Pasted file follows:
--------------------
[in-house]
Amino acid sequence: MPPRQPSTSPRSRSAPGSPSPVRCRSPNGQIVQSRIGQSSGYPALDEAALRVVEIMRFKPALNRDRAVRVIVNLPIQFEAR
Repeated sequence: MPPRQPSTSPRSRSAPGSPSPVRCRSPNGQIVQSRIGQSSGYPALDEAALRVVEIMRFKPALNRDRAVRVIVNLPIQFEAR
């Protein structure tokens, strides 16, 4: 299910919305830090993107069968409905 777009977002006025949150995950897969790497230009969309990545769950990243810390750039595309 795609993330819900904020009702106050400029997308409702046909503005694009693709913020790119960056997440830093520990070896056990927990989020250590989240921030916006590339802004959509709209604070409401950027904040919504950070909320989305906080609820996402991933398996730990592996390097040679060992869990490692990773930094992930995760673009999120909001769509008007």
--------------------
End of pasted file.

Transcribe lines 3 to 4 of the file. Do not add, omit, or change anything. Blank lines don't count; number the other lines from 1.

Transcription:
Repeated sequence: MPPRQPSTSPRSRSAPGSPSPVRCRSPNGQIVQSRIGQSSGYPALDEAALRVVEIMRFKPALNRDRAVRVIVNLPIQFEAR
């Protein structure tokens, strides 16, 4: 299910919305830090993107069968409905 777009977002006025949150995950897969790497230009969309990545769950990243810390750039595309 795609993330819900904020009702106050400029997308409702046909503005694009693709913020790119960056997440830093520990070896056990927990989020250590989240921030916006590339802004959509709209604070409401950027904040919504950070909320989305906080609820996402991933398996730990592996390097040679060992869990490692990773930094992930995760673009999120909001769509008007």